Curing cannabis in Ziploc bags isn’t something you hear about often but still is talked about.
For most budget growers, anything that costs money is substituted by another that doesn’t. Thus, those who find airtight mason curing jars expensive are inclined to try curing cannabis without the curing jars.
Most people who cure weed have a good amount of it, and the curing jars provide the best means of curing.
But sometimes, you get your weed from the dealer and realize it isn’t properly dried, and if you don’t cure it further, it may get moldy and pose health risks to users.
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When you have just a few buds to cure, using Ziploc bags could be a good idea.
But when you have your entire harvest already dried, I won’t think of using Ziploc bags for curing. That isn’t a personal preference, most growers would instead cure in mason jars, but let’s find out if curing in Ziploc bags is a valid choice for a good harvest.
Can You Cure Cannabis In Ziploc Bags?
Ziploc bags can cure weed, but they shouldn’t be your standard curing method. Ziploc bags leave a huge opening when you burp, leading to the buds rapidly losing moisture. This will dry out your weed, making them harsher when you smoke. But Ziploc bags degrade your weed in many ways.
Fast-dried weed is harsh and doesn’t cure to the perfect potency. You steal a lot of goodness from your weed when you decide to use Ziploc bags.
The plastic bags are known to crush the buds, bursting the trichomes and stealing the terpenes, flavonoids, and cannabinoids from your buds.
Related Read: How to Dry and Cure Cannabis Properly; A Complete Guide
Why You Should Never Use Ziploc Bags To Cure Weed
Ziploc bags seem attractive because they’re everywhere. They cost way lower than a basic curing jar.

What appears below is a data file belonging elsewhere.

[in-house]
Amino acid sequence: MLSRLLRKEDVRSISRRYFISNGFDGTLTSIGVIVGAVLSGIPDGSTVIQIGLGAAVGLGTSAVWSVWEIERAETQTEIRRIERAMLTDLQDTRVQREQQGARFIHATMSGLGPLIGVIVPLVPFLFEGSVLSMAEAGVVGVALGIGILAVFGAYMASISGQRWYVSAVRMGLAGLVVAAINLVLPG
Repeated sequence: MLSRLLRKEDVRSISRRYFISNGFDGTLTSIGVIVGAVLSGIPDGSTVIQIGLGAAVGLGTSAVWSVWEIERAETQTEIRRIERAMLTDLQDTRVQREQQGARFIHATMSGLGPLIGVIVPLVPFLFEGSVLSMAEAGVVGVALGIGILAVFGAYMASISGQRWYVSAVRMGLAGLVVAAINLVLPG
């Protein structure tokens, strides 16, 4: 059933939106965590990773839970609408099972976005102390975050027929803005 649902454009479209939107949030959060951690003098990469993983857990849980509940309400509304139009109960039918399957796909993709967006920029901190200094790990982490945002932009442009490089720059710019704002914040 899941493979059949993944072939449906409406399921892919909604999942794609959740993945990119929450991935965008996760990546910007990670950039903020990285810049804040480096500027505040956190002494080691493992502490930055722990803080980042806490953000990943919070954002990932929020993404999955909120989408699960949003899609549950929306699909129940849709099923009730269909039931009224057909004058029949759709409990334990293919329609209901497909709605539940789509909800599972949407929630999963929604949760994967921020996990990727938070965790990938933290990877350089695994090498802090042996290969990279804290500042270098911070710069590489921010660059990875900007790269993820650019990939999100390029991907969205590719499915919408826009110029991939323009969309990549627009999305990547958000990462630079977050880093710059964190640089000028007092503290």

They also seem economical for a dealer who wants to move his weed fast and doesn’t want to invest in curing jars for long-term storage.
But plastic bags spoil your weed, and you should never use them. So let’s get into details.
Plastic Bags Leak Smell
If stealth matters to you, then you should never use Ziploc bags for curing. Even when the bags appear to seal tightly, they’re porous. The smell will permeate the bags; thus, you can’t hide them from prying noses.
The Buds Will Lose Flavor Or Smell Weird
The smell infiltrating the plastic doesn’t only cost you stealth. The porous papers also allow the weed’s true aroma to escape.
In the end, you end up with buds that either smell weird or don’t smell at all.
The weed’s smell is a unique quality factor, and most growers I know won’t want to compromise on weed’s aroma.
In contrast, airtight curing jars allow the buds only to lose what they should— extra moisture. Everything else is trapped in the glass!
Plastic Bags Crush Your Buds
Plastic bags offer no physical barrier between the buds and your storage.
Be it in your cabinet, in your pocket, in your bookshelf, or wherever you decide to keep your weed, everything that your weed gets in contact with crushes it.
The continued crushing will reduce your buds to a lot of dust at the base of the Ziploc bag.
Unfortunately, resin glands also crush easily, leading to a significant loss of essential weed components.
When I cure my weed, I want the buds to remain intact. Any physical crushing, especially when the buds are still fresh into curing, could also lead to loss of trichomes.
If you’ve noticed a thin, greasy film on the insides of the Ziploc bags, that’s where your trichs got lost at.
Glass curing jars afford your buds the defense against ‘brute force’ contact in storage. The buds remain intact; thus won’t be reduced to dust at the bottom.
Plastic Bags Reduce The Potency Of Your Buds
The essence of curing is to mature your weed as you would wine. Curing is the art of retaining enough moisture and losing the excess.
Curing with Ziploc bags means you can’t control the amount of moisture that leaves the bag effectively.
When you open the bag for burping, it opens wider, leading to a rapid moisture loss. Losing the moisture in the buds rapidly leads to dried-out buds that lack in taste and potency.
Dried out weed is also harsh to your throat and can induce incessant canna coughs.
The plastic bags are porous, and this leads to lose of essential cannabis compounds.
According to Danny Danko, the author of Cannabis; A beginner’s Guide to Growing Marijuana, buds that are dried out completely lack taste and are less potent.
Related Read: Does Curing Affect the Potency of Cannabis?
Buds In Ziploc Bags Are Prone To Mold
When you open the bag, the big enclosure drops the pressure in the bag, leading to more humid air coming in. Then it gets cold, and the high volume of humid air condenses on the side of the bag or back onto your plants and starts to mold.
Other Methods Of Curing Weed (Pros and Cons)
Using Ziploc bags is not the only alternative to curing weed in airtight glass jars. There are other ways, and we’ll look at them in intricate detail.